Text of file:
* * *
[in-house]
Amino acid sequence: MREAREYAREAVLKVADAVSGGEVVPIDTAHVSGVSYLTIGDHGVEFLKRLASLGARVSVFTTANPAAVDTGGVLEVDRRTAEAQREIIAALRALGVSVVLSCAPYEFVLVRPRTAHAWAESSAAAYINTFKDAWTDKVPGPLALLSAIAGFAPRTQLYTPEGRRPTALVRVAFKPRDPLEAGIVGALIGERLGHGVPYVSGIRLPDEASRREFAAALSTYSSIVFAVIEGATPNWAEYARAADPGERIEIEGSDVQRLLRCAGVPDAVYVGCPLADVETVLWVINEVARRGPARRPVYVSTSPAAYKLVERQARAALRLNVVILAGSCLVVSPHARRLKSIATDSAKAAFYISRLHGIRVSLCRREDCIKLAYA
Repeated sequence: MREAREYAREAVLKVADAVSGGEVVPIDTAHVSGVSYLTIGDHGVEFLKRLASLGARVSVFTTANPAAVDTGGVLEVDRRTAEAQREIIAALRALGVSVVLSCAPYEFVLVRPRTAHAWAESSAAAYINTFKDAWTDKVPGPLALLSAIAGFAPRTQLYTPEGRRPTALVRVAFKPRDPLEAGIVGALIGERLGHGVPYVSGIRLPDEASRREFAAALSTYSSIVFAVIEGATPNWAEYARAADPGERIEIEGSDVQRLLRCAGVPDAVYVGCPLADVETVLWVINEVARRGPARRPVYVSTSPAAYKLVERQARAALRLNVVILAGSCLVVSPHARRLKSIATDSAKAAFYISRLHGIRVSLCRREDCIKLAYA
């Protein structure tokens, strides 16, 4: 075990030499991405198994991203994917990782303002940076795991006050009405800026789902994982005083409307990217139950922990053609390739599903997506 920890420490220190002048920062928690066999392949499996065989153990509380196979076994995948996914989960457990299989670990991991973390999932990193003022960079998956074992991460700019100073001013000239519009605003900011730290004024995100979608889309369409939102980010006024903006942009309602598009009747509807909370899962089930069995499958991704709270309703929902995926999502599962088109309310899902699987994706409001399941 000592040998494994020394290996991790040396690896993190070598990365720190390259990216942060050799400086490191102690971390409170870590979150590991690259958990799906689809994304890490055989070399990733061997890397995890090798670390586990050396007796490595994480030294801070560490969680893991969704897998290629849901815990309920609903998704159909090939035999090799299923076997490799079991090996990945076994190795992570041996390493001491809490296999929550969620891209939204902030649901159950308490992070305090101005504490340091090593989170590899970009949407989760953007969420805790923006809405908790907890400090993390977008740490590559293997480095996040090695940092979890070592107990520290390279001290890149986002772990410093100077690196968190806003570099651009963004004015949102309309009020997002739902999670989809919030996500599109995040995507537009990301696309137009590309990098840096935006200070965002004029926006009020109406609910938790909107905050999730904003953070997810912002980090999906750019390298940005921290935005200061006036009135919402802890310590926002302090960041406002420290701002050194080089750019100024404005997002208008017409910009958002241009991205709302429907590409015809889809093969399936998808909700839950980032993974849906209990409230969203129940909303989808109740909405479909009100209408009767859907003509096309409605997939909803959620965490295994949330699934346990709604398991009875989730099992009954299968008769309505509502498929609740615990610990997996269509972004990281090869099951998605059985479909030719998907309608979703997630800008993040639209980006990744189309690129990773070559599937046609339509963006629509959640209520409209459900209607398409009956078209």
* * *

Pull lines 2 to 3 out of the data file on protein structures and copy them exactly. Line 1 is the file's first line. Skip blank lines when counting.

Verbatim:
Amino acid sequence: MREAREYAREAVLKVADAVSGGEVVPIDTAHVSGVSYLTIGDHGVEFLKRLASLGARVSVFTTANPAAVDTGGVLEVDRRTAEAQREIIAALRALGVSVVLSCAPYEFVLVRPRTAHAWAESSAAAYINTFKDAWTDKVPGPLALLSAIAGFAPRTQLYTPEGRRPTALVRVAFKPRDPLEAGIVGALIGERLGHGVPYVSGIRLPDEASRREFAAALSTYSSIVFAVIEGATPNWAEYARAADPGERIEIEGSDVQRLLRCAGVPDAVYVGCPLADVETVLWVINEVARRGPARRPVYVSTSPAAYKLVERQARAALRLNVVILAGSCLVVSPHARRLKSIATDSAKAAFYISRLHGIRVSLCRREDCIKLAYA
Repeated sequence: MREAREYAREAVLKVADAVSGGEVVPIDTAHVSGVSYLTIGDHGVEFLKRLASLGARVSVFTTANPAAVDTGGVLEVDRRTAEAQREIIAALRALGVSVVLSCAPYEFVLVRPRTAHAWAESSAAAYINTFKDAWTDKVPGPLALLSAIAGFAPRTQLYTPEGRRPTALVRVAFKPRDPLEAGIVGALIGERLGHGVPYVSGIRLPDEASRREFAAALSTYSSIVFAVIEGATPNWAEYARAADPGERIEIEGSDVQRLLRCAGVPDAVYVGCPLADVETVLWVINEVARRGPARRPVYVSTSPAAYKLVERQARAALRLNVVILAGSCLVVSPHARRLKSIATDSAKAAFYISRLHGIRVSLCRREDCIKLAYA